New row over advice given to John Worboys parole board

Prison officials fear ‘undue weight’ given to evidence of defence psychologist

Prison and probation officials have complained that disproportionate weight was given to external advice in the controversial decision to release “taxi rapist” John Worboys, the Observer has been told.

An independent psychologist, hired by Worboys’ defence team, drew up a report, making the case for his release, that ran contrary to the opinions of some Prison Service officials. The psychologist, whose identity is protected by parole board procedures, had previously called for Worboys, jailed in 2009 for attacks on 12 women and suspected of scores more, to be moved to an open prison. The request was rejected in 2016.

However, after conducting interviews with Worboys last year, the expert, who has decades of experience working with sex offenders, produced a report for Worboys’ lawyers endorsing his release which was then submitted to the three-strong parole board panel hearing his case. Its decision to approve Worboys’ release shocked his victims, who have questioned whether he has been sufficiently rehabilitated.

It is currently unclear whether Worboys has undergone a sex offender rehabilitation programme or admitted his guilt – normally a precursor to release. In 2015 he launched an appeal against his sentence, proclaiming his innocence.

“The decision to release Worboys is highly controversial,” said Harry Fletcher, an expert on probation and victims’ rights. “The independent report appears to have been very influential in that process. Prison sources have told me that undue prominence was given to the independent report over those provided by prison and probation staff.”

Fletcher said that lawyers acting for prisoners applying for parole were entitled to commission independent experts. Increasingly defence teams commission their own psychological reports. This would usually involve at least two interviews with the applicant in jail. “The report does not have to be submitted, but if put forward it can be influential,” Fletcher said. “It is controversial, as prison staff are paid to assess inmates and have considerable experience of monitoring behaviour and risk over many years.”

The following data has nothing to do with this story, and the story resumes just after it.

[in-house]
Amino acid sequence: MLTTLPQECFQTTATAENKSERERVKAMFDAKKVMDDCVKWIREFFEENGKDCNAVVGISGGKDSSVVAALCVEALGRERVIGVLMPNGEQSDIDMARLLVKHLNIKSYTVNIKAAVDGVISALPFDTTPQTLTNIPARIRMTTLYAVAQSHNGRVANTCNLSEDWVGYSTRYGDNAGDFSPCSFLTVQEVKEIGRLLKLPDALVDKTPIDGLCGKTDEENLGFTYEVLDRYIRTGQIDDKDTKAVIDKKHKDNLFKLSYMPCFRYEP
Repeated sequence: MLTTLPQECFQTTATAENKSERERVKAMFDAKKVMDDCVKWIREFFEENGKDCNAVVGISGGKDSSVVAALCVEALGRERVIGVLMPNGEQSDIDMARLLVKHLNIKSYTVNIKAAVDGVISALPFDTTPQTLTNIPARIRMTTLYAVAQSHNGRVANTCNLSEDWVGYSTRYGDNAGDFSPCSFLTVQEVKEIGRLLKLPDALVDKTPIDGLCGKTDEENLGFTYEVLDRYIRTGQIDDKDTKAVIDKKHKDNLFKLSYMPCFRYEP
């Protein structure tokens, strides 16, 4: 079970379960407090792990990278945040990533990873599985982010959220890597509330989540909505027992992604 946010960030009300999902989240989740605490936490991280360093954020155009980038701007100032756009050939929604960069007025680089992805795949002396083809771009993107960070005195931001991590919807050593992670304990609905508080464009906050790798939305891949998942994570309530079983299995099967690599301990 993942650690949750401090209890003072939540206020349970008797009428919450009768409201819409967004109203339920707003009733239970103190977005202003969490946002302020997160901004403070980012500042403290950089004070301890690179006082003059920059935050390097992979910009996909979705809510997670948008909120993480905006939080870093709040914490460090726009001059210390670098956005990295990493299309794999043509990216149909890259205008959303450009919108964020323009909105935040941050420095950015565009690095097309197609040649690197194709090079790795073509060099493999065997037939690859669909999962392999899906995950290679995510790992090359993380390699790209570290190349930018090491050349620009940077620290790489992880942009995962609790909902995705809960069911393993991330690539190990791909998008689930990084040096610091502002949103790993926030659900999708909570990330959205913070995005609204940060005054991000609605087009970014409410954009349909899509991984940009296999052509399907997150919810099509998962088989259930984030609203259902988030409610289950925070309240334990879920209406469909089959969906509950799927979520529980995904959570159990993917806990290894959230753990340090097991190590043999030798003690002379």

A spokeswoman for the parole board said the decision to release Worboys was taken only after extensive consultation. “The parole board carefully considered a detailed dossier of evidence of nearly 400 pages and heard evidence from nine witnesses, including four psychologists, two probation officers and three members of prison staff,” she said. “The independent parole board panel took account of all of that evidence. It is simply untrue to say that they were overly influenced by one individual’s evidence.”

Worboys was held on an indeterminate prison sentence. These have no fixed length of time and it is up to the parole board to decide when someone on such a sentence is released.

A briefing document explains: “The parole board makes these decisions by assessing the risk the prisoner presents to the public. It may only direct the release of a life sentence prisoner if it is satisfied that it is no longer necessary for him/her to be detained in order to protect the public from serious harm.”

However, the panel’s assessment that Worboys no longer poses a risk to the public is disputed by some of his victims.

Lawyers from Slater and Gordon and Birnberg Peirce – two firms which have represented some of the women he attacked – have written to the Crown Prosecution Service asking it to reassess 93 unprosecuted cases against Worboys. The CPS has rejected the request.

Liz Saville Roberts, Plaid Cymru’s spokeswoman on home affairs, last week used a parliamentary question to ask the lord chancellor, David Gauke, to commit to a review “that will consider the role of independent psychologists in advising on offender risk, especially when their advice conflicts with that of probation and prison professionals”.

In response, Gauke said: “Clearly, as we look at the issue of transparency for parole board decisions, we shall need to look at the evidence with which the board is provided and review the extent to which it should be put in the public domain.”